The spoiler, and the problem with too much information
It is the third month of 2014. Letofski, a Dark Souls speed-runner and Twitch-streamer awaits the PC version of Dark Souls 2, which was scheduled to release in April, a month post the console versions. During this waiting period, on one of his Dark Souls streams labeled “No DS2 spoilers” a chatter suddenly utters something to the effect of “[Character name redacted] is the final boss”. The stream spirals into a frenzy, other chatters begin typing gibberish in the stream chat just to make the spoiler message scroll up faster than usual and the suspected chatter is blocked right away.
That is quite practically the extent to which one has to go these days to avoid spoilers. The tacit, often-understood time threshold of “what shouldn’t be spoiled and for how long after its release”, has lost all meaning thanks to the troll, click-bait and the instantaneous proliferation of the various sources of information and news on the internet.
The irony of a spoiler-containing piece of content is that while it might reveal something that you wouldn’t actually want to know, you have no way of realizing what that detail is until it’s too late. Thus an element of quick-thinking discretion becomes crucial for being spoiler-free, but we are only human, and discretion is not our strongest suit. Ask the many alien species on the Citadel.
A more ironic aspect of spoilers themselves is that when you know that a spoiler follows, a certain intrigue creeps in. Skipping ahead or avoiding the media altogether takes immense self-control, but again we are only human, and self-control is not our strongest suit either. Ask any of the non-human races in Thedas.
Adding to our fragile humanity are our media consumption habits and preferences. For example I find gaming podcasts hugely entertaining but usually avoid choreographed video content on YouTube, although I love watching Twitch live-streams, which seems odd even to me when I think about it. I seek to avoid spoilers as best I can, but the emergent nature of live-streams makes it tougher and it is often too irresistible. Given to such habits, spoilers to me sometimes never come with a warning, they are either spoken on podcasts or just happen on live-streams.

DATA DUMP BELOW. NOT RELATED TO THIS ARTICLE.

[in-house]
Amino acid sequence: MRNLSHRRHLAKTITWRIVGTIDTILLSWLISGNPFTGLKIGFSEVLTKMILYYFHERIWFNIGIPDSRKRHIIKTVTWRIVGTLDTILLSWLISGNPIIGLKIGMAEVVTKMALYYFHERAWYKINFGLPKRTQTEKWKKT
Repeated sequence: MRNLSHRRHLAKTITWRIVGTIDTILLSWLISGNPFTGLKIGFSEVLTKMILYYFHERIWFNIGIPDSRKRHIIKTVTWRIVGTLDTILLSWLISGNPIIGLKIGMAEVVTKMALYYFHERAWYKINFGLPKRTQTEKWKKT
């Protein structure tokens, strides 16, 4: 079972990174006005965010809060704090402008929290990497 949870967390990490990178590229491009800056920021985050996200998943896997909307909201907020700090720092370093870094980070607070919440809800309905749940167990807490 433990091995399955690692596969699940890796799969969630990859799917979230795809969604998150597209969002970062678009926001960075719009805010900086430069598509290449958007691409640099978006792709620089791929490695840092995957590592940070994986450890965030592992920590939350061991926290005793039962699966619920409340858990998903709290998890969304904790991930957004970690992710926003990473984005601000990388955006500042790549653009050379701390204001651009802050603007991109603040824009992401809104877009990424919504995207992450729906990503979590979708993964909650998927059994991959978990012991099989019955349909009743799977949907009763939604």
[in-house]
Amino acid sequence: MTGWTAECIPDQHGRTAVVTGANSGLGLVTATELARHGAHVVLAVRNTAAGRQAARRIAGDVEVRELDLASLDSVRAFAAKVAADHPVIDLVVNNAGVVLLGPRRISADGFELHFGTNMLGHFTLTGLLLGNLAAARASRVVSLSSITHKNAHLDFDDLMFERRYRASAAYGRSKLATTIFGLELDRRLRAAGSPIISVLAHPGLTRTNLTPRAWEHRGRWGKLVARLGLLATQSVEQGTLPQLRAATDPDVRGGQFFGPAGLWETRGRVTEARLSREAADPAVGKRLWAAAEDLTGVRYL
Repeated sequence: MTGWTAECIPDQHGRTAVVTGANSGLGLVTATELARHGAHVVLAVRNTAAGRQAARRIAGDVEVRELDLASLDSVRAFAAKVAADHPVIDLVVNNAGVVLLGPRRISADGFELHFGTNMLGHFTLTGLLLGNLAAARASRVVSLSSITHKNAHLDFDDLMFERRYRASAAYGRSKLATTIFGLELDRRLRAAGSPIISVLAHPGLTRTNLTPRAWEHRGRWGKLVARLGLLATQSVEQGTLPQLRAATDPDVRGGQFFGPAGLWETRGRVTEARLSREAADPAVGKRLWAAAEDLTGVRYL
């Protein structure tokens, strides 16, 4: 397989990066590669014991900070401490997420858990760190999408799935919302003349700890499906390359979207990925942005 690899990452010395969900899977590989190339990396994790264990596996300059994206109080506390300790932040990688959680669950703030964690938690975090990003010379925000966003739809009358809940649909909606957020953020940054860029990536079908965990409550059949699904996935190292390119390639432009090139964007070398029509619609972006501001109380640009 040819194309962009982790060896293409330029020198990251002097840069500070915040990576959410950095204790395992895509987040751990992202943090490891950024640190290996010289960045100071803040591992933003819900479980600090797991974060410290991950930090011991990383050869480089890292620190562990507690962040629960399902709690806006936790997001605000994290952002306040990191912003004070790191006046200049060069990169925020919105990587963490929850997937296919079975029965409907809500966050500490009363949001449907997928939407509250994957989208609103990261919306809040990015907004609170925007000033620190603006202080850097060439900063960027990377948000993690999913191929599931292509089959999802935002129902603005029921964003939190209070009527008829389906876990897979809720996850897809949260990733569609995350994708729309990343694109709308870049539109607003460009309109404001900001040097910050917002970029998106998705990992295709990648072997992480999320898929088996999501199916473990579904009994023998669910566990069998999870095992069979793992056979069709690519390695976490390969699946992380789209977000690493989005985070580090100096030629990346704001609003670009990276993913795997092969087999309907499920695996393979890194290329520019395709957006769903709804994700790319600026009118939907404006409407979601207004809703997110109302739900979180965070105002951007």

For instance, even before I acquired my import copy of Demon’s Souls, I would watch live-streams of it; showing boss battles, world tendency shenanigans, Phantom invasions and whatnot. Even today, I cannot resist watching a blind play through of the Souls games. To me it’s a test of the broadcaster’s psychology against mine and an exercise in judging them repeatedly. Honestly, at this point it’s turned into a masochistic hobby. It feels like I was consuming media that had spoiled such a dense sense of discovery, something that I would have enjoyed profoundly had I experienced it for myself.
It’s not just our indulgence in peripheral content that spoils, but also the way we approach video games themselves. For instance, one of my friends from university would always visit a GameFAQs walkthrough page prior to even putting the disc in the system – to check the number of chapters/acts/missions there were to a single player game. I never got the point. To be honest it is quite useful to check the handy HowLongToBeat analysis of games you are about to play, but to glean this information through game-spoiling walkthroughs seems insane.
Having deduced that knowing less of a game prior to launch leads to a usually better, unspoiled experience, I decided on a personal experiment. In March 2014, I selected three games and (as far as is humanly possible in this day and age) I imposed an information blackout on myself. I would skip the podcasts that discussed these games, read no previews, avoided all news and was totally oblivious to all the gameplay, trailers and Lets Plays. These three games were:
- The Evil Within
- Alien: Isolation
These were high-profile AAA games with notable publishers which were quite hard to avoid. But I tried, all in an effort to create/recreate the feeling of being blown away by the unfamiliarity, novelty and first-hand experience much akin to some of my favorite games mentioned above. At the time of writing I have just finished The Evil Within, so this seems like a good opportunity to assess the experiment thus far.
To summarize, The Evil Within enamored me. Having not played Resident Evil 4, I wasn’t playing it to compare it to a classic. I was totally unaware of its weird world until my play through, several instances like the first encounter with an invisible undead or the first boss fight were hectic beyond imagining. The plot made little sense, but the gameplay was complex enough and enemies daunting enough, to make me genuinely fear the discovery of who awaits next, a feeling that I believed I exclusively reserved for the Souls games. The Evil Within will therefore remain a game that is truly special and remarkable – to me, at least – as a result of this experiment.
The next game on my to-do is Alien: Isolation, a game which I have heard has garnered praise for sound and atmosphere from several avenues, but I have somehow managed to keep my exposure to that bare minimum. Hopefully Alien: Isolation will be a better experience for it too. Evolve will follow at a later date.
This is not to be where the experiment ends, though. From here on it is to be a regular occurrence for me, observing this stance for as many high profile games as I can manage, in the anticipation of staying spoiler-free. From now on, as far as I can, it will just be me and the game.